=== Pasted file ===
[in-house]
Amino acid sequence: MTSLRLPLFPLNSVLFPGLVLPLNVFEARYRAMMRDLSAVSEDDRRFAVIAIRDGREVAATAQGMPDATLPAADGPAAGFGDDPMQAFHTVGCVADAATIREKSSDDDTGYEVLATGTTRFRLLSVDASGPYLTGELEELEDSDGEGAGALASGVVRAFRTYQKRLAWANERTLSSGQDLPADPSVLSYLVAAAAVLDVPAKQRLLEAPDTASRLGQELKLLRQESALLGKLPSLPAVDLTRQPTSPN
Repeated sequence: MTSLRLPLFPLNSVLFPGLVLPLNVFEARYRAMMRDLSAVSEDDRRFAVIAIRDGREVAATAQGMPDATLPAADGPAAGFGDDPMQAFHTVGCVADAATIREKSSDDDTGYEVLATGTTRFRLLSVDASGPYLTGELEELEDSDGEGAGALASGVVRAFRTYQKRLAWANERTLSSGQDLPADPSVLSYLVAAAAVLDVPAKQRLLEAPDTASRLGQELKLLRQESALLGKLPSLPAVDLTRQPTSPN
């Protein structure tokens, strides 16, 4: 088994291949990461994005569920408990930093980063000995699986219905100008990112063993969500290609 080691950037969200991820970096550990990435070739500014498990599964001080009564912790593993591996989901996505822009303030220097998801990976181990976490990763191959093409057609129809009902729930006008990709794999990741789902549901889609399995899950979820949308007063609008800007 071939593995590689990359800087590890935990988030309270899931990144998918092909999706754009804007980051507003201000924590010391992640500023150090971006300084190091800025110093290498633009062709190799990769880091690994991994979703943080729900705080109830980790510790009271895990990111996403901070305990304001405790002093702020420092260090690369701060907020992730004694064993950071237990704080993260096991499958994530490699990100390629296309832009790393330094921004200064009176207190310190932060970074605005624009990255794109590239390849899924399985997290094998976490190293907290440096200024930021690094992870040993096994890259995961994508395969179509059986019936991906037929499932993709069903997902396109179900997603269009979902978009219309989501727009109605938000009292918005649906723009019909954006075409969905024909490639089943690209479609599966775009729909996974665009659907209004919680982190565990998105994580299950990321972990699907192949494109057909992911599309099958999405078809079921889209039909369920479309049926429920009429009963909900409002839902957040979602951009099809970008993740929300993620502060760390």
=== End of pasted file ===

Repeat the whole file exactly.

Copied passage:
[in-house]
Amino acid sequence: MTSLRLPLFPLNSVLFPGLVLPLNVFEARYRAMMRDLSAVSEDDRRFAVIAIRDGREVAATAQGMPDATLPAADGPAAGFGDDPMQAFHTVGCVADAATIREKSSDDDTGYEVLATGTTRFRLLSVDASGPYLTGELEELEDSDGEGAGALASGVVRAFRTYQKRLAWANERTLSSGQDLPADPSVLSYLVAAAAVLDVPAKQRLLEAPDTASRLGQELKLLRQESALLGKLPSLPAVDLTRQPTSPN
Repeated sequence: MTSLRLPLFPLNSVLFPGLVLPLNVFEARYRAMMRDLSAVSEDDRRFAVIAIRDGREVAATAQGMPDATLPAADGPAAGFGDDPMQAFHTVGCVADAATIREKSSDDDTGYEVLATGTTRFRLLSVDASGPYLTGELEELEDSDGEGAGALASGVVRAFRTYQKRLAWANERTLSSGQDLPADPSVLSYLVAAAAVLDVPAKQRLLEAPDTASRLGQELKLLRQESALLGKLPSLPAVDLTRQPTSPN
């Protein structure tokens, strides 16, 4: 088994291949990461994005569920408990930093980063000995699986219905100008990112063993969500290609 080691950037969200991820970096550990990435070739500014498990599964001080009564912790593993591996989901996505822009303030220097998801990976181990976490990763191959093409057609129809009902729930006008990709794999990741789902549901889609399995899950979820949308007063609008800007 071939593995590689990359800087590890935990988030309270899931990144998918092909999706754009804007980051507003201000924590010391992640500023150090971006300084190091800025110093290498633009062709190799990769880091690994991994979703943080729900705080109830980790510790009271895990990111996403901070305990304001405790002093702020420092260090690369701060907020992730004694064993950071237990704080993260096991499958994530490699990100390629296309832009790393330094921004200064009176207190310190932060970074605005624009990255794109590239390849899924399985997290094998976490190293907290440096200024930021690094992870040993096994890259995961994508395969179509059986019936991906037929499932993709069903997902396109179900997603269009979902978009219309989501727009109605938000009292918005649906723009019909954006075409969905024909490639089943690209479609599966775009729909996974665009659907209004919680982190565990998105994580299950990321972990699907192949494109057909992911599309099958999405078809079921889209039909369920479309049926429920009429009963909900409002839902957040979602951009099809970008993740929300993620502060760390």